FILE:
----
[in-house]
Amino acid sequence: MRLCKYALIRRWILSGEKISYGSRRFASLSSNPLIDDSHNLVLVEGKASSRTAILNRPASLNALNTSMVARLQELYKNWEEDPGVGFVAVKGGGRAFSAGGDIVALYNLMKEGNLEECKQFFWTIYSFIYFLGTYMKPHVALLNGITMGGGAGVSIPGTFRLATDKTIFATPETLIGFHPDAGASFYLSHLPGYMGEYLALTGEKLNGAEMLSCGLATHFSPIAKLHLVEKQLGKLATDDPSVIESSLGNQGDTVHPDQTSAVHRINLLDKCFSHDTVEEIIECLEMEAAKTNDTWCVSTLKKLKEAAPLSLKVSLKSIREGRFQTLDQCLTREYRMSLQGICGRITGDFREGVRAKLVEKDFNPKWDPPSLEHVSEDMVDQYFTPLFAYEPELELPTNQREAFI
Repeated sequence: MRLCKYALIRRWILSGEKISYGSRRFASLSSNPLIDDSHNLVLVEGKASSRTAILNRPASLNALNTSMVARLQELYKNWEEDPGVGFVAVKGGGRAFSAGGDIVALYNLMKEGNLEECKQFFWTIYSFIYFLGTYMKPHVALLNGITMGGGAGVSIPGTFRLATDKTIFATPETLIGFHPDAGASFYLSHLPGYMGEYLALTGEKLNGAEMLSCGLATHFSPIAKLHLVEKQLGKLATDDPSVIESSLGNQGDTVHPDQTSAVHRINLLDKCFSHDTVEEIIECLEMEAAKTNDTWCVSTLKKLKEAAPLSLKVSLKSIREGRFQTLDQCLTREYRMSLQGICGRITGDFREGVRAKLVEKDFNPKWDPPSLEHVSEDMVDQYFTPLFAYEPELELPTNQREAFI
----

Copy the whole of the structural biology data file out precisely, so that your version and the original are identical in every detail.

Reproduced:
[in-house]
Amino acid sequence: MRLCKYALIRRWILSGEKISYGSRRFASLSSNPLIDDSHNLVLVEGKASSRTAILNRPASLNALNTSMVARLQELYKNWEEDPGVGFVAVKGGGRAFSAGGDIVALYNLMKEGNLEECKQFFWTIYSFIYFLGTYMKPHVALLNGITMGGGAGVSIPGTFRLATDKTIFATPETLIGFHPDAGASFYLSHLPGYMGEYLALTGEKLNGAEMLSCGLATHFSPIAKLHLVEKQLGKLATDDPSVIESSLGNQGDTVHPDQTSAVHRINLLDKCFSHDTVEEIIECLEMEAAKTNDTWCVSTLKKLKEAAPLSLKVSLKSIREGRFQTLDQCLTREYRMSLQGICGRITGDFREGVRAKLVEKDFNPKWDPPSLEHVSEDMVDQYFTPLFAYEPELELPTNQREAFI
Repeated sequence: MRLCKYALIRRWILSGEKISYGSRRFASLSSNPLIDDSHNLVLVEGKASSRTAILNRPASLNALNTSMVARLQELYKNWEEDPGVGFVAVKGGGRAFSAGGDIVALYNLMKEGNLEECKQFFWTIYSFIYFLGTYMKPHVALLNGITMGGGAGVSIPGTFRLATDKTIFATPETLIGFHPDAGASFYLSHLPGYMGEYLALTGEKLNGAEMLSCGLATHFSPIAKLHLVEKQLGKLATDDPSVIESSLGNQGDTVHPDQTSAVHRINLLDKCFSHDTVEEIIECLEMEAAKTNDTWCVSTLKKLKEAAPLSLKVSLKSIREGRFQTLDQCLTREYRMSLQGICGRITGDFREGVRAKLVEKDFNPKWDPPSLEHVSEDMVDQYFTPLFAYEPELELPTNQREAFI